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Aaron Copland at BAM, 1941

Monday, September 19, 2011

WNYC

On the occasion of the Brooklyn Academy of Music's 150th anniversary, we look back at its younger days, 70 years ago.

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Arthur Ashe at the New York Public Library, 1987

Wednesday, August 31, 2011

WNYC

The largest court in the United States Tennis Association's complex in Flushing Meadows, where the US Open has taken place since 1977, is named after Arthur Ashe, one of tennis's great ambassadors. Today we give you a chance to listen to the late Ashe, in a 1987 installment of WNYC's broadcast of Voices at the New York Public Library, where he spoke about his upcoming book on racism in sports.

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Hurricanes! A Historic Look at Storms of Yore

Friday, August 26, 2011

Listen to Dr. Francis W. Reichelderfer, Chief of the United States Weather Bureau, discuss the state of the art in hurricane prevention and control in this 1961 edition of "New Horizons in Science".

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Sid Zion on breaking Ellsberg, 1971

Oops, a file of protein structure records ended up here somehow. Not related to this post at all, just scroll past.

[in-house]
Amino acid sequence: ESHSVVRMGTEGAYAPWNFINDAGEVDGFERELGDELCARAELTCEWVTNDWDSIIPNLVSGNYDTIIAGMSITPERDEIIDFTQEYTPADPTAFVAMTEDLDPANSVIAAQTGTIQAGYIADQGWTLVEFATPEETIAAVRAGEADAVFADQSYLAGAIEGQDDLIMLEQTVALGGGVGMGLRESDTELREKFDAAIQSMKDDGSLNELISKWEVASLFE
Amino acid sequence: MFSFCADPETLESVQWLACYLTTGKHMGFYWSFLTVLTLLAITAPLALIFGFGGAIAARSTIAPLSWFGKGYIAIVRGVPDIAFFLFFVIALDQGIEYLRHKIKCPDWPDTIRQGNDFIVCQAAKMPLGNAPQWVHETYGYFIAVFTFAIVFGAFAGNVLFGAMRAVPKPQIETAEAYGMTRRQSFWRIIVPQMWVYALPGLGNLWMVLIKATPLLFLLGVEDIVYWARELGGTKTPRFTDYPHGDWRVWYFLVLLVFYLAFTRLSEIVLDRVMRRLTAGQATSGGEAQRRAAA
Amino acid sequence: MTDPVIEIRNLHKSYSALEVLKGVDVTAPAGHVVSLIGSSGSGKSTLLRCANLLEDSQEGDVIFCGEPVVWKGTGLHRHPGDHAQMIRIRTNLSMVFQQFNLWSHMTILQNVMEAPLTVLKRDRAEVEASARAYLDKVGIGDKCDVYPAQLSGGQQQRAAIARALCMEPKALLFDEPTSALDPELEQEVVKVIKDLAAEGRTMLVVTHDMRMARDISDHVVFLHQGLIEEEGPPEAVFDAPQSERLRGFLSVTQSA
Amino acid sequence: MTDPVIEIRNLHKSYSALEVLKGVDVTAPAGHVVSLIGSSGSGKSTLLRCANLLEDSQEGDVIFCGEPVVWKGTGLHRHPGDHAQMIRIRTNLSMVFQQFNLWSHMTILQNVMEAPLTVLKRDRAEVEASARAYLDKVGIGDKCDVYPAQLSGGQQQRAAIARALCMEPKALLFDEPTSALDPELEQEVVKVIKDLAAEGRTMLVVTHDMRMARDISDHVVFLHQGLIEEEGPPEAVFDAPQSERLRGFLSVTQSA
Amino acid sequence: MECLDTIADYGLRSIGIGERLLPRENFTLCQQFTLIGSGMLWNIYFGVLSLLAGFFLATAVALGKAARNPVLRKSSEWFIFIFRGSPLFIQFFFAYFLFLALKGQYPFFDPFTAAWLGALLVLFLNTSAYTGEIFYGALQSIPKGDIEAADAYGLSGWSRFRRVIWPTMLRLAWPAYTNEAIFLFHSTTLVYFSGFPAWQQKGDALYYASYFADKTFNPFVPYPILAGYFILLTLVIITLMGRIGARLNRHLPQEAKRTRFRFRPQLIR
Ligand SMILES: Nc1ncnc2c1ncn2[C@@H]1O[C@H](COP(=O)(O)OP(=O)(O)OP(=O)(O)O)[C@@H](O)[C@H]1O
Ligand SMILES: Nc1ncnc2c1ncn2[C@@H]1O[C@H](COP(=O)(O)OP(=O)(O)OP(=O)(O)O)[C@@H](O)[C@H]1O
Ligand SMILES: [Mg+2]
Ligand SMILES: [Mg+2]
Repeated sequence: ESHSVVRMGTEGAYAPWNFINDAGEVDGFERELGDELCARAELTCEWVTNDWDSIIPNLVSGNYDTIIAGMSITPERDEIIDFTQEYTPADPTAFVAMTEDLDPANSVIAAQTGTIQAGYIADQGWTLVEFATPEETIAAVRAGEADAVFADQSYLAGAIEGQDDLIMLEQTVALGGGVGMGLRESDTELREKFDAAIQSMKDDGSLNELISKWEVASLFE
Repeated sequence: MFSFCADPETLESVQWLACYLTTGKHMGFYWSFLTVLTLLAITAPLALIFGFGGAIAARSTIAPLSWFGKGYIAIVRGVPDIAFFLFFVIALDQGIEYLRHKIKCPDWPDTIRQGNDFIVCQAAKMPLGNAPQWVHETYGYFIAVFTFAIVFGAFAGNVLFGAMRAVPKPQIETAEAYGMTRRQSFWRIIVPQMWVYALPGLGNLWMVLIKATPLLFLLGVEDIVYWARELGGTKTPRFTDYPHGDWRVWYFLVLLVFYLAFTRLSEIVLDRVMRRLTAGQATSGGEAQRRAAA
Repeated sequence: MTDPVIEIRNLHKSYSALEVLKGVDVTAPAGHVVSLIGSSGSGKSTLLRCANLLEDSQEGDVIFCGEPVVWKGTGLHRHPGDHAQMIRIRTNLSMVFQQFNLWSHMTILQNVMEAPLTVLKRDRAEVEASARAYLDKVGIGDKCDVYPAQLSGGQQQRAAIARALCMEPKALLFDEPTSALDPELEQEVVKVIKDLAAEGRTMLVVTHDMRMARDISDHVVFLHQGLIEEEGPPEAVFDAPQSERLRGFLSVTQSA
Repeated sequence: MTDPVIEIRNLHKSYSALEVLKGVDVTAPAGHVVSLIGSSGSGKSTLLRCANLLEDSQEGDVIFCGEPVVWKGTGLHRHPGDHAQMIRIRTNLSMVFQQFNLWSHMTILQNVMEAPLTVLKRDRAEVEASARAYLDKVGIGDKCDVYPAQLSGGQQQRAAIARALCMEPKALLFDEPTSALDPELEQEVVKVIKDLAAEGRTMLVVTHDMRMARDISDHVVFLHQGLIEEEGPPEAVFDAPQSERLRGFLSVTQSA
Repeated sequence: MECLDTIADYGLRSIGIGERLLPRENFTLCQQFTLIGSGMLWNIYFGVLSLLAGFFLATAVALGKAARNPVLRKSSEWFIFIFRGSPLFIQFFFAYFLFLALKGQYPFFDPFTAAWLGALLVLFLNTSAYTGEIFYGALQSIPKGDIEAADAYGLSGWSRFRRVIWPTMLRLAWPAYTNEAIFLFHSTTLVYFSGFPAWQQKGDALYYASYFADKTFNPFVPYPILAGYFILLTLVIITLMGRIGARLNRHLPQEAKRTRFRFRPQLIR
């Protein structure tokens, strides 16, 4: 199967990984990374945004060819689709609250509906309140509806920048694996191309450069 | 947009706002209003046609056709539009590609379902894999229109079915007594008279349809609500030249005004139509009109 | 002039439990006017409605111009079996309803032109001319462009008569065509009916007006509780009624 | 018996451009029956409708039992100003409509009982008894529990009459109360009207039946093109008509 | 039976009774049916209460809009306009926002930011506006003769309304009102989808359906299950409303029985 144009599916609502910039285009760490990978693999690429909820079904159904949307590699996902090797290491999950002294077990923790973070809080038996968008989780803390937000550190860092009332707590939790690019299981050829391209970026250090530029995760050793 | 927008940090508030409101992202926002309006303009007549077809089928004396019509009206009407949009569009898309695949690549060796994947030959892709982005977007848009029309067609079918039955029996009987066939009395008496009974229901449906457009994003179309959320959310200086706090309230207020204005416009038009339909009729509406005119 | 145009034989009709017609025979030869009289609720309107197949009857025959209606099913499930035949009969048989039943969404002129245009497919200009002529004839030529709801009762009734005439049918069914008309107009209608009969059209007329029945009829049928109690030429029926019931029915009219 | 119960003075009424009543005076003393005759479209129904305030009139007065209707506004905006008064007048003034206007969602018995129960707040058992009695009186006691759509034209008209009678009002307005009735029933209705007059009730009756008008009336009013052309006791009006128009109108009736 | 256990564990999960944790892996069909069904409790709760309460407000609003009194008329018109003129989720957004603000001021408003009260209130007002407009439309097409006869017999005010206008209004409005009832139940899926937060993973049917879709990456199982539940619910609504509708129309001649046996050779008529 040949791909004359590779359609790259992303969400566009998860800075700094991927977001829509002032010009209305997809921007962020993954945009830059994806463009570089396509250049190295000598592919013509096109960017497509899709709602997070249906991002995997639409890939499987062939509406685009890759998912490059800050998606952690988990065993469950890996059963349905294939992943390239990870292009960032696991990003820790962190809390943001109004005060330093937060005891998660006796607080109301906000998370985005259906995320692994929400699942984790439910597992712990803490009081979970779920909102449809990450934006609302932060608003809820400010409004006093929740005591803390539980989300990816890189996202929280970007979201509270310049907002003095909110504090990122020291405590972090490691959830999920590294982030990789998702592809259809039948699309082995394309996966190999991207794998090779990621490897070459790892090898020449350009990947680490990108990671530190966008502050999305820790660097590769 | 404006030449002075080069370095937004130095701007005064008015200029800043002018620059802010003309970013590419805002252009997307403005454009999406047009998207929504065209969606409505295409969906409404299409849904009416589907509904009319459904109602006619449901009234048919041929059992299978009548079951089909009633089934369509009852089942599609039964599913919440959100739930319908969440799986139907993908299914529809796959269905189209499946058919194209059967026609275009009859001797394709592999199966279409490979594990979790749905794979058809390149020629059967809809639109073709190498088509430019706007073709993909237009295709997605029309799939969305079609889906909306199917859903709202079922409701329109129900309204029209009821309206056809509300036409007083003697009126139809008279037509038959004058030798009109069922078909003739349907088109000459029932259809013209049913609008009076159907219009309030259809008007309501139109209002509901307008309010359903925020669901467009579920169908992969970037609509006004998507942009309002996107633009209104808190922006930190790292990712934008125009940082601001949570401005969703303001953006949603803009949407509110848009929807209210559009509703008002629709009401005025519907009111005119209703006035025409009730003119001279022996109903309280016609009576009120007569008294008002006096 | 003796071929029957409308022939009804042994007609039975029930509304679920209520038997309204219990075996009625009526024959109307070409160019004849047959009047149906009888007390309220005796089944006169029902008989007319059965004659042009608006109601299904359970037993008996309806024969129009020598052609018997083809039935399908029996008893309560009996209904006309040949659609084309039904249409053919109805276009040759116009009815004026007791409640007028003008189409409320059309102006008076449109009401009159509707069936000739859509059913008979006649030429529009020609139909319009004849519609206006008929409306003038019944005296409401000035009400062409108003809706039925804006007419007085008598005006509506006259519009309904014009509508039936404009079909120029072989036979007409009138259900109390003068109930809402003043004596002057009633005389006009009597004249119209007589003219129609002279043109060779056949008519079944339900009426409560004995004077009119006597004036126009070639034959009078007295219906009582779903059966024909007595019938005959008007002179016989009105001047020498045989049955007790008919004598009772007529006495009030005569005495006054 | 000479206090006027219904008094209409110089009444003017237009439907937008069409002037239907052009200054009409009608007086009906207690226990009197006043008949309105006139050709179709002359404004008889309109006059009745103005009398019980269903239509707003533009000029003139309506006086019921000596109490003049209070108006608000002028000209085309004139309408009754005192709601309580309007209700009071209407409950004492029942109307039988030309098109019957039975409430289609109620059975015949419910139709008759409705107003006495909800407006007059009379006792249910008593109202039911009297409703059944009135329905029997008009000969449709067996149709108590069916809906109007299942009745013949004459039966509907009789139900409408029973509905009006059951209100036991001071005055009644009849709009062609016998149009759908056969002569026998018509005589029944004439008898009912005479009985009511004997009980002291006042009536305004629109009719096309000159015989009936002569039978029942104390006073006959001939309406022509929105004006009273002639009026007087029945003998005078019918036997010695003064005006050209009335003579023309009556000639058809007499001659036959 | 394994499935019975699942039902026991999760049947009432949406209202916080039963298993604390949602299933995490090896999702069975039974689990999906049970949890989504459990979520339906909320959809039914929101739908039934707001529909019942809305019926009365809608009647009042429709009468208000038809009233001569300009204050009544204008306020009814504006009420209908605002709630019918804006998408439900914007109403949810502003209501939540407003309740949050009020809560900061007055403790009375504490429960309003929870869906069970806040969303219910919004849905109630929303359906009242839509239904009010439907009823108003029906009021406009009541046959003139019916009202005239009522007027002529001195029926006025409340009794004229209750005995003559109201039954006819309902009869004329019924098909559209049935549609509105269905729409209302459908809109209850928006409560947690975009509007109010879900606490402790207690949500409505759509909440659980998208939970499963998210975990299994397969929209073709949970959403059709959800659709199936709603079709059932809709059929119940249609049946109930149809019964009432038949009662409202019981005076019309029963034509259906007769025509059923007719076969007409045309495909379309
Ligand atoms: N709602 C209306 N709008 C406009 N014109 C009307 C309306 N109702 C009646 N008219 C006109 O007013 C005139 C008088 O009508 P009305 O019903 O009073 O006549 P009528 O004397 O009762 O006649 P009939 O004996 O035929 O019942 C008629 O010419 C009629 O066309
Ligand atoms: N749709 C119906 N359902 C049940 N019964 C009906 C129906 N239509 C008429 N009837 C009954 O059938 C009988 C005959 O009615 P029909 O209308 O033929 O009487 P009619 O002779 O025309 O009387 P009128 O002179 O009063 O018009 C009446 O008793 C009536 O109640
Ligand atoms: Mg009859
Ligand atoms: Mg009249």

Thursday, August 18, 2011

The publication of the Pentagon Papers by the New York Times in 1971 caused more than a commotion --it precipitated the first of the "credibility gaps" between the US government and the American public. Listen to a interview with Sidney Zion, shortly after he broke the story on Daniel Ellsberg supplying the documents to the paper.

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Philip Levine reads "Mingus at the Half Note"

Wednesday, August 10, 2011

Philip Levine is set to become the nation's Poet Laureate this Fall, but he already was WNYC's Poet in Residence back in 2003. Listen to Levine read William Matthews' "Mingus at the Half Note," and how the poem relates personally to him.

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A Brand New Whitney in 1969

Tuesday, May 24, 2011

WNYC

By 1966 the Whitney Museum was already in its third building on Madison and 75th Street. Listen to its then director John Baur speak only three years after that move.

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Claire Bloom Reads 'The Brontë Sisters'

Monday, May 23, 2011

WNYC

Listen to a young Claire Bloom reading from a selection of letters by Emily, Anne and Charlotte Brontë in "The Brontë Sisters," a 1957 program submitted for consideration to the Peabody Awards.

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Radio for Children

Tuesday, March 29, 2011

WNYC

Our five-year old at home loves The Singing Lady, WNYC's program of tales and music for children from before her parents were born.

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What keeps audio archivists up at night?

Wednesday, November 24, 2010

WNYC

Senior Archivist Marcos Sueiro Bal recently attended the annual conference of IASA, the International Association of Sound and Audiovisual Archives, in Philadelphia. He reports on some of the highlight presentations (besides being enveloped by the sounds of the world’s largest pipe organ).